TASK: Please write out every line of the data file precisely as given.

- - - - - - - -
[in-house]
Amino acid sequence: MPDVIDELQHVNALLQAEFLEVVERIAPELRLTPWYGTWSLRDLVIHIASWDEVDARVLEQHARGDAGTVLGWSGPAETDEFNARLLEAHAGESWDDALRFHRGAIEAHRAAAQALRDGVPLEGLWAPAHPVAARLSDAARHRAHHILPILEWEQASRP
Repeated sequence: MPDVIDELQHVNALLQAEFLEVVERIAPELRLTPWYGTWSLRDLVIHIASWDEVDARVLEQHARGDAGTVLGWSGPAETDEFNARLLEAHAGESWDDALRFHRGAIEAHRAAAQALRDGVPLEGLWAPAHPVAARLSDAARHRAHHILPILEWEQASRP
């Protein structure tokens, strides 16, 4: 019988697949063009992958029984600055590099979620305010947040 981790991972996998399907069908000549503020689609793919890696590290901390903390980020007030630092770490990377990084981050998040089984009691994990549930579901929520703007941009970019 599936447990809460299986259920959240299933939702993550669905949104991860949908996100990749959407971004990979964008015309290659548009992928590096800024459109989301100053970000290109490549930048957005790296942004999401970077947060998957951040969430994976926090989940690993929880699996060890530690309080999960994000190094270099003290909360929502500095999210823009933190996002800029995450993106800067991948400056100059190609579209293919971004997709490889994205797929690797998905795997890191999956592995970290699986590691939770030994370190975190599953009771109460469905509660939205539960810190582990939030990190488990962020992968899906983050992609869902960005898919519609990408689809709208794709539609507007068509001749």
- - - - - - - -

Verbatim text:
[in-house]
Amino acid sequence: MPDVIDELQHVNALLQAEFLEVVERIAPELRLTPWYGTWSLRDLVIHIASWDEVDARVLEQHARGDAGTVLGWSGPAETDEFNARLLEAHAGESWDDALRFHRGAIEAHRAAAQALRDGVPLEGLWAPAHPVAARLSDAARHRAHHILPILEWEQASRP
Repeated sequence: MPDVIDELQHVNALLQAEFLEVVERIAPELRLTPWYGTWSLRDLVIHIASWDEVDARVLEQHARGDAGTVLGWSGPAETDEFNARLLEAHAGESWDDALRFHRGAIEAHRAAAQALRDGVPLEGLWAPAHPVAARLSDAARHRAHHILPILEWEQASRP
């Protein structure tokens, strides 16, 4: 019988697949063009992958029984600055590099979620305010947040 981790991972996998399907069908000549503020689609793919890696590290901390903390980020007030630092770490990377990084981050998040089984009691994990549930579901929520703007941009970019 599936447990809460299986259920959240299933939702993550669905949104991860949908996100990749959407971004990979964008015309290659548009992928590096800024459109989301100053970000290109490549930048957005790296942004999401970077947060998957951040969430994976926090989940690993929880699996060890530690309080999960994000190094270099003290909360929502500095999210823009933190996002800029995450993106800067991948400056100059190609579209293919971004997709490889994205797929690797998905795997890191999956592995970290699986590691939770030994370190975190599953009771109460469905509660939205539960810190582990939030990190488990962020992968899906983050992609869902960005898919519609990408689809709208794709539609507007068509001749």